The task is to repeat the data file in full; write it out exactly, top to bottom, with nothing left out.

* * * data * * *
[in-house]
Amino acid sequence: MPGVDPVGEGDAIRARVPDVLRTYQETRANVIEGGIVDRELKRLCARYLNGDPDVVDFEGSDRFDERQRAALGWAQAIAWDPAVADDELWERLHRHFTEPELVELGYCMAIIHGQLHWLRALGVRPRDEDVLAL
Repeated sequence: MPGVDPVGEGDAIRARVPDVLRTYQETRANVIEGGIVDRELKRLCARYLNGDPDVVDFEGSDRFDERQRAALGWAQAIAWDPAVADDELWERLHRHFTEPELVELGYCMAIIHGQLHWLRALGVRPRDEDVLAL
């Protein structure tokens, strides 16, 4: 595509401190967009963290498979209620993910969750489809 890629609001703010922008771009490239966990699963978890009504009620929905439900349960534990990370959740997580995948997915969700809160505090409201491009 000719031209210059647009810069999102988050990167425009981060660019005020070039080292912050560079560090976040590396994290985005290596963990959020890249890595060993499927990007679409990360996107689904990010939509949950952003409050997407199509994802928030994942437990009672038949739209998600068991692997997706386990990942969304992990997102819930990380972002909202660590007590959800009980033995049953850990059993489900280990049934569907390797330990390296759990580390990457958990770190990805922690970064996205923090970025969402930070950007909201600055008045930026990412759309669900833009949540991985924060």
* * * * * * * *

[in-house]
Amino acid sequence: MPGVDPVGEGDAIRARVPDVLRTYQETRANVIEGGIVDRELKRLCARYLNGDPDVVDFEGSDRFDERQRAALGWAQAIAWDPAVADDELWERLHRHFTEPELVELGYCMAIIHGQLHWLRALGVRPRDEDVLAL
Repeated sequence: MPGVDPVGEGDAIRARVPDVLRTYQETRANVIEGGIVDRELKRLCARYLNGDPDVVDFEGSDRFDERQRAALGWAQAIAWDPAVADDELWERLHRHFTEPELVELGYCMAIIHGQLHWLRALGVRPRDEDVLAL
């Protein structure tokens, strides 16, 4: 595509401190967009963290498979209620993910969750489809 890629609001703010922008771009490239966990699963978890009504009620929905439900349960534990990370959740997580995948997915969700809160505090409201491009 000719031209210059647009810069999102988050990167425009981060660019005020070039080292912050560079560090976040590396994290985005290596963990959020890249890595060993499927990007679409990360996107689904990010939509949950952003409050997407199509994802928030994942437990009672038949739209998600068991692997997706386990990942969304992990997102819930990380972002909202660590007590959800009980033995049953850990059993489900280990049934569907390797330990390296759990580390990457958990770190990805922690970064996205923090970025969402930070950007909201600055008045930026990412759309669900833009949540991985924060």